Can you trust the low fuel warning?
Although the first car (a Benz, if you’re curious) hit the road in 1879, the fuel gauge wasn’t invented until about a hundred years ago, in 1917. (It’s likely a lot of motorists ran out of gas during those intervening years!)
But fuel gauges weren’t enough, it seems. Because some years back cars also gained a low fuel warning light.
And it wasn’t long after that that the first driver decided to push it “just a bit more” when the Low Fuel light came on. (And managed to strand himself at the side of the highway.)
These days, advances in “gas station avoidance technology” continue to march along. Recently, manufacturers like GM have been adding range indicators to their cars—showing how far you can drive on the gas left in the tank.
But can you really trust these indicators? Here’s what you should know.
How the low fuel gauge actually works
Details vary, but most cars have a float in the gas tank. This is connected to a lever and “sender’ that puts out an electrical signal. That drives the gauge, and when it reaches a certain level it also turns on the low fuel light. If you park on a hill you may find the light comes on when first starting the car, only to go out once you get onto level ground.
Where to find those essential warning lights
Every Chev, Buick, Cadillac and GMC vehicle puts the fuel gauge directly in front of the driver.
In addition, once you get down to around 10 litres—although that number is higher in a vehicle with a big engine—a low fuel light comes on. It’s the yellow one, usually with a picture of a gas pump. Certainly you’ve seen it.
But on top of that, most modern GM vehicles have a multifunction display in front of the driver. You can use it to page through a series of screens to view information about what’s going on with your car. These screens include trip recorders, instantaneous and average speed—and, yes, fuel range. If you’ve just filled up with gas, you’ll see something like “Range: 570 km.”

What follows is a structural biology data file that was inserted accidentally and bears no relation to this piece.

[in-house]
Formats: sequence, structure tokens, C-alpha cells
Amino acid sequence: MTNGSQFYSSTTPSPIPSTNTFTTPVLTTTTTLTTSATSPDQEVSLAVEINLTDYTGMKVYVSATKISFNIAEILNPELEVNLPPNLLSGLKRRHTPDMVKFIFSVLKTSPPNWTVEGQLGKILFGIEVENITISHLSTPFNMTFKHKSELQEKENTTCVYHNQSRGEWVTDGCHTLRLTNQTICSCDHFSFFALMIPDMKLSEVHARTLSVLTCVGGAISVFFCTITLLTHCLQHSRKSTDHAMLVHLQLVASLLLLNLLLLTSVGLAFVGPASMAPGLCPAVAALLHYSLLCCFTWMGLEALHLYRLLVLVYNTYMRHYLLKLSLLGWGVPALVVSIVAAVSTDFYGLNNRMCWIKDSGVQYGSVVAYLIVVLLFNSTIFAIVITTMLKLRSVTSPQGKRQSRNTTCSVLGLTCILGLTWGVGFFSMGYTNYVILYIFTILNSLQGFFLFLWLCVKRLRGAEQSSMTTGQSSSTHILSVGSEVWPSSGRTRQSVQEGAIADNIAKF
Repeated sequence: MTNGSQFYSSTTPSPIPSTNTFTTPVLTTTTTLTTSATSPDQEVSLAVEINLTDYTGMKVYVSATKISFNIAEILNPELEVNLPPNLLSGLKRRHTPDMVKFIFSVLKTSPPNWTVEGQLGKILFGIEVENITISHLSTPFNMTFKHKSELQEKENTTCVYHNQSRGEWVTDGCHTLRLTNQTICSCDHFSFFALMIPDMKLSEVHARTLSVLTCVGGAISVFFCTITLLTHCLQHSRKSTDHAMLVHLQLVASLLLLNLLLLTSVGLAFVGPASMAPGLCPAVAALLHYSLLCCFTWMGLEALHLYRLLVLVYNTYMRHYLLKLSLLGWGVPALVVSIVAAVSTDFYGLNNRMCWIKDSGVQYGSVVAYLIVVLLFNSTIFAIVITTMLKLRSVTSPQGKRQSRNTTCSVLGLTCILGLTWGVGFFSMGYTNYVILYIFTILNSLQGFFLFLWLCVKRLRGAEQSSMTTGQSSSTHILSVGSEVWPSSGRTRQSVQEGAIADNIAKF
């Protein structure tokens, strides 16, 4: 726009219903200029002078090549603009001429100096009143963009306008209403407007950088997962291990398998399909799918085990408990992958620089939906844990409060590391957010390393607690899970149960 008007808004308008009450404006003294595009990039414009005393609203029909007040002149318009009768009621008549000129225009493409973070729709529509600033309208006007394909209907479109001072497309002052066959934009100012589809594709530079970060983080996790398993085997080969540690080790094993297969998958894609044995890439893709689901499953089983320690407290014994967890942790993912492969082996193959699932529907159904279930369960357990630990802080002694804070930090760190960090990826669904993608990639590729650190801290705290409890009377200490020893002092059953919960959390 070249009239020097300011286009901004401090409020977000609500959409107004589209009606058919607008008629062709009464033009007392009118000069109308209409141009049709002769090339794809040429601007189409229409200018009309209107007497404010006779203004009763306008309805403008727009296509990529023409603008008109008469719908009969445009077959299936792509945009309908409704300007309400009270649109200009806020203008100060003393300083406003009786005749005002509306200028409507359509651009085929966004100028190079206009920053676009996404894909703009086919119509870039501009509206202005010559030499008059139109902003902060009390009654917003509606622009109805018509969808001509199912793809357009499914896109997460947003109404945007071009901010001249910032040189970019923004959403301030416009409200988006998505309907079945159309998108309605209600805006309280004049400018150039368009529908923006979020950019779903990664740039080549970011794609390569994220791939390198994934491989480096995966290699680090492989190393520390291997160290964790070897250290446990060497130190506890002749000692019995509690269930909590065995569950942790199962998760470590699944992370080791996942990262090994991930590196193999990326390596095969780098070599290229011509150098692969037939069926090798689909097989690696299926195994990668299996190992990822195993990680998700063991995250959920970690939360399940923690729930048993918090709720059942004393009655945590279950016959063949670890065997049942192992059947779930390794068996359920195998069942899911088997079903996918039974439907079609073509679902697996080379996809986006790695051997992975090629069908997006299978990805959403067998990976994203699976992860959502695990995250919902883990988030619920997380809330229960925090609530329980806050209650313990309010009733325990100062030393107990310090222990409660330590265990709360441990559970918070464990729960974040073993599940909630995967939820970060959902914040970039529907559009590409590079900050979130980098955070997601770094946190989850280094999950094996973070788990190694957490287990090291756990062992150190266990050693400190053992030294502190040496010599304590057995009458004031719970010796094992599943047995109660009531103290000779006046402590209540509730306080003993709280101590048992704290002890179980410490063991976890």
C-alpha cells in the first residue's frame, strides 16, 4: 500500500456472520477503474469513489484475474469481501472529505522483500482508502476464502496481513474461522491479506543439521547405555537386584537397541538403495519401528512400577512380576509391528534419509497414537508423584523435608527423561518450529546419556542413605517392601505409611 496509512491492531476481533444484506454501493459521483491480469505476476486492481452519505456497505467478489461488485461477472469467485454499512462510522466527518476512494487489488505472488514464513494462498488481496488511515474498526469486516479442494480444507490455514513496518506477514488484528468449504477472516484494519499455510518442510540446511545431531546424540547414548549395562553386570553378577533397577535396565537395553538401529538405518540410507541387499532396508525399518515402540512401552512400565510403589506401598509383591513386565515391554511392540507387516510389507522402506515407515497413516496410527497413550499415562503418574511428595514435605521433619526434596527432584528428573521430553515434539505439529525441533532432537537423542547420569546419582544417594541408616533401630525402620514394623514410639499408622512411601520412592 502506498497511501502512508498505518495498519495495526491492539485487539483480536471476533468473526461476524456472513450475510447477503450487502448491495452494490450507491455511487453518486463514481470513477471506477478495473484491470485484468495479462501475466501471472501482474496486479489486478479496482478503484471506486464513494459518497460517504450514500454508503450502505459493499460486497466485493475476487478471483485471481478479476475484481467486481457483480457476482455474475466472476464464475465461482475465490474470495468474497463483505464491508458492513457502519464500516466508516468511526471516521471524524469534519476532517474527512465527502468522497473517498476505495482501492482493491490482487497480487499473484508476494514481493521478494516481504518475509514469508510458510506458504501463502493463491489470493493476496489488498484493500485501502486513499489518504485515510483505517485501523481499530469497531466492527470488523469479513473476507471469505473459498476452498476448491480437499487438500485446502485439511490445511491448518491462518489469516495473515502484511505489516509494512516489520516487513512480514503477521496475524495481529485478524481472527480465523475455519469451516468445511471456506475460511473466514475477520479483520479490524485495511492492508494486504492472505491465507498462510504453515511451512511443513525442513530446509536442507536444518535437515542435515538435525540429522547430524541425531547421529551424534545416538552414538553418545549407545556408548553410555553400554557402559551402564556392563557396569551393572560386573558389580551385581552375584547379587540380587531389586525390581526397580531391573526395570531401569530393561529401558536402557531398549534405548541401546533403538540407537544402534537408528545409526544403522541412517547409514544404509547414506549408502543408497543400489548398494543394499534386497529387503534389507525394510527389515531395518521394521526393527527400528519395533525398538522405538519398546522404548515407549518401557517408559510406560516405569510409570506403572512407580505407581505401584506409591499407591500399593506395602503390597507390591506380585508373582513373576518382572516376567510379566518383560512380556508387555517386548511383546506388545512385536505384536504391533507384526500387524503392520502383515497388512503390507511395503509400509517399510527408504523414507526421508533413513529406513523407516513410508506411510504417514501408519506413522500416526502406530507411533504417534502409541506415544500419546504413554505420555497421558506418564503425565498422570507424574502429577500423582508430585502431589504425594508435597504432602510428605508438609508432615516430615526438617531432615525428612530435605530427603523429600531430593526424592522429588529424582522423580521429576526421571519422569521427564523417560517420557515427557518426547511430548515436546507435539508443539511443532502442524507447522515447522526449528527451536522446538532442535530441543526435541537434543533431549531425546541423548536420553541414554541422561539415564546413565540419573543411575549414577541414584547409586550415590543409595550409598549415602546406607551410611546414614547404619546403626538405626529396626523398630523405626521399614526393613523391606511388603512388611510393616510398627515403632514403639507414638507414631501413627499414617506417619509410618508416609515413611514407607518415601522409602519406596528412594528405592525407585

How range is calculated
Modern engines precisely measure the quantity of fuel being injected. That’s to maximize efficiency and minimize emissions, but it also means your car knows exactly how much juice it’s guzzling at any moment—or sipping, as the case may be with cars like the Chevy Spark or Malibu Hybrid.
Your engine also knows how fast you’re driving, and can use that info to calculate your instantaneous fuel consumption. You can see it doesn’t take a lot of extra calculations to arrive at averages for speed and consumption either.
Range is calculated by computing your average fuel consumption and then comparing it with the amount of gas left in the tank. If there are 10 litres in there and you’re averaging 10L/100km, then it stands to reason that you’re good for 100km before the engine stops.
Or are you?
Can you actually trust that range number?
Honestly, it depends. If you’ll drive the next 100km exactly the same way you drove the last 50 you should be good. Lower your consumption by driving more gently and you could go a few extra km.
It gets tricky, however, when you leave the highway and start driving in the city. Then your consumption per km goes up—and those averages your car is using no longer apply.
Just to emphasize the problem with city driving and average fuel consumption, next time you’re stopped at a red light, click through to the instantaneous consumption page. You’ll see it displays something like, “- – -”. That’s because even though you’re still using gas, your speed is zero—and you can’t divide by zero.
In other words, those averages only apply when you’re on the move.
(Of course, drive a 2018 Equinox with the engine stop-start function and you won’t waste gas idling at traffic lights.)
What to do?
Let’s be clear: like the low fuel light and the gas gauge, the range number is just an indicator. None are precise, scientific measurements.
Think of those last few liters as a safety margin, but one you shouldn’t plan on using. When your car says you need gas, buy gas.
And if you don’t know where the nearest gas station is? Well, that’s when it pays to have GM’s OnStar service. Press that little button on the mirror and you’ll be connected with an assistant who’ll happily provide you with directions to the nearest gas station.
In any case, if you have questions about fuel consumption, gas gauges, or even warning lights, we’d love to answer them for you at Budds’.
Come see us! Just make sure to fill up your tank first.